The Rise of the Novel in the Eighteenth Century

Topics: Robinson Crusoe, Novel, Middle class Pages: 5 (1945 words) Published: September 19, 2013
The Rise of the Novel in the Eighteenth Century
( A Brief Summary of the first three lectures)

1- The first half of the eighteenth century marks the rise of a new literary genre: works of prose called today ‘novels’. 2- The novel has its roots in the short tales of the middle and Elizabethan ages, like romances and other adventure stories. 3- Romances- also called “French romances”- are fictitious, fanciful stories in prose about knights and their deeds. They were full of fanciful, unrealistic incidents and creatures like magic swords, dragons, monsters,…etc.

4- Many social and intellectual factors in that age (the 18th c) had combined to create something new and different in that prose form:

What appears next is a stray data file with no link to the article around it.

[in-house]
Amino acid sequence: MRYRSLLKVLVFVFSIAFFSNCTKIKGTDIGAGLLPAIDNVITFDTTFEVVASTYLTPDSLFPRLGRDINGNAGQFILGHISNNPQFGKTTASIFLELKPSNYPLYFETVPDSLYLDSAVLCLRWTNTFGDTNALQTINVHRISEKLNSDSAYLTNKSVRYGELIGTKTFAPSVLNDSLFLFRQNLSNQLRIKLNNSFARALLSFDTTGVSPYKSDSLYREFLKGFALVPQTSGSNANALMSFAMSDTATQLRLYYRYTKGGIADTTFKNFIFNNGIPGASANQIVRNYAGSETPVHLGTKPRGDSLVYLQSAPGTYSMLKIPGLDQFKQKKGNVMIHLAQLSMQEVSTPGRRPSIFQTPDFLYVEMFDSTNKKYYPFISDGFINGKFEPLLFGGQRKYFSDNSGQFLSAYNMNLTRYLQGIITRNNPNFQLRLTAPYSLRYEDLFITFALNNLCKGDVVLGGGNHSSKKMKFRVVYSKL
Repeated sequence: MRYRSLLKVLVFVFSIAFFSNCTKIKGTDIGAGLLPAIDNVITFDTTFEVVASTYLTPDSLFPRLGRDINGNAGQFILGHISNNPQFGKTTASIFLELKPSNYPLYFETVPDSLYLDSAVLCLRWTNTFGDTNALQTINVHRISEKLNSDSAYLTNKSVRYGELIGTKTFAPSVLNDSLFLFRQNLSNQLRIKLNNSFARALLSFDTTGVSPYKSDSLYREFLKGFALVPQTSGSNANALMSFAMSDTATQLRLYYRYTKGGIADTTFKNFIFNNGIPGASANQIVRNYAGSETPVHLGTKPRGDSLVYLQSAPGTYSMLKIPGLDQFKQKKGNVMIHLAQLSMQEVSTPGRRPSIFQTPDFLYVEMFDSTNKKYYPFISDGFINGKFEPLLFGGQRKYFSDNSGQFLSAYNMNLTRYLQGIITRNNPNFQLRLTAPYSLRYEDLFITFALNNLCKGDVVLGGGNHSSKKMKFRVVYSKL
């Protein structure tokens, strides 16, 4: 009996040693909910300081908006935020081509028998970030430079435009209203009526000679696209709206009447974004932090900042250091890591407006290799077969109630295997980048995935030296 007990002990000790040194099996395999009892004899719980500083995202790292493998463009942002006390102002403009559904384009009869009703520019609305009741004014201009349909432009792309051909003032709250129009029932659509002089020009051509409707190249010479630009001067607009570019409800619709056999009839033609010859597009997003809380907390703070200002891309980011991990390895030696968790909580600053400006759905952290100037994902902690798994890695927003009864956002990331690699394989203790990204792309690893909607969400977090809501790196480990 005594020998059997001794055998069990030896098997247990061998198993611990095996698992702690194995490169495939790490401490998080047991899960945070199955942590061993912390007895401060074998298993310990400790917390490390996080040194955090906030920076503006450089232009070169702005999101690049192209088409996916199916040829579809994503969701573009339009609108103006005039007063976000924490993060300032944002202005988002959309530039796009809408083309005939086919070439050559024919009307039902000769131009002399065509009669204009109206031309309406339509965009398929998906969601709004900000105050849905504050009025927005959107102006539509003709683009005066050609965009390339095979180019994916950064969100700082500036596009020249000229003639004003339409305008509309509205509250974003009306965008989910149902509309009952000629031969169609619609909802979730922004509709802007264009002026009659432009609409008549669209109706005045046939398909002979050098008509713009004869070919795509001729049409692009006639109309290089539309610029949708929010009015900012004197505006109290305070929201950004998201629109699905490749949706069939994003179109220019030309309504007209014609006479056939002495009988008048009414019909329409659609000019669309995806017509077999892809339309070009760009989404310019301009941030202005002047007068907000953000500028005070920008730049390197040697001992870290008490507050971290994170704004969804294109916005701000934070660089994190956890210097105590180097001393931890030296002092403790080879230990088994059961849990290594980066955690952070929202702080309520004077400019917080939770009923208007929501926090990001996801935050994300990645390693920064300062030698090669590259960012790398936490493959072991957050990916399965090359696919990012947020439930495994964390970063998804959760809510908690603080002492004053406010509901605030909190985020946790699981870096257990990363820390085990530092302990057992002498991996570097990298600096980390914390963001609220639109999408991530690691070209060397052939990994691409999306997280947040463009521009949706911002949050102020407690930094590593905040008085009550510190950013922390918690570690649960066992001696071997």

a) Individualism: The new form, i.e the novel is about certain realistic people living in a certain society and not about fanciful characters, supermen or monsters. On the contrary, the characters are ‘individualized’: which means that every individual, person or character ( ordinary or extraordinary) is independent from other individuals. In the past, individuals or characters in the prose works never stood for themselves: they stood for certain abstracts or qualities :Mr. Greedy, Mr. Angry, Mrs. Domineering, ..etc. With the rise of this literary form, individuals are drawn realistically as independent, regardless of their social status or personal capacity. The characters are analyzed in detail, and shown as complex individuals, affected by social pressures. b) The rise of the middle class: The new middle class in England ( consisting of merchants, lawyers, businessmen, doctors,..etc.) were very educated, but they were unlike the upper classes who were taught in Greek and Latin. The middle-class people could read in English, so they among the readers of then novels at that time. c) Educated women: Women became educated at that time , and so they were a crucial factor in producing a readership for fiction. They benefited from the rise of the novel because they were not educated in Greek and Latin but in history, English grammar, geography,..etc. d) Better education for the middle classes coincided with a period of great leisure for women in the middle and upper classes. This left a vacuum in their lives which demanded to be filled. Men, also, demanded imaginative works because they looked for other interests beyond their jobs. Thus, the novel opened new real worlds. e) The increase and spread of newspapers during the eighteenth century is evidence of this interest. Many periodicals such as The Spectator and The Tattler were popular. Addison and Steele, the editors of those periodicals created characters such as Sir Roger de Coverley-an individualized character with essay-like short stories. f) Thirst for travel books characterized by realistic incidents and realistic characters during a period where the British Empire was expanding show the people’s need to learn about other people from other cultures and other lands with different traditions and manners..Many of the eighteenth-century novels were written in the form of travel books such as Robinson Crusoe and Gulliver’s Travels to satisfy this thirst. g) The thirst of the reading public to learn about the manners, and circumstances of other classes and localities. Richardson’s Pamela is a plan to write a series of letters which provide examples of the correct way of behaving in different social situations. h) The novelists, too, felt it was their duty not just to inform but also to teach moral lessons. This shows the moral usefulness of the novel. Thus while the novelists introduce their readers to new social worlds, and show the manners of others, they provide the best moral way for their readers to behave. This triple aim- to reveal, to educate, and to encourage moral behavior was an important feature of the eighteenth-century novel. i) As a consequence, the novels were...
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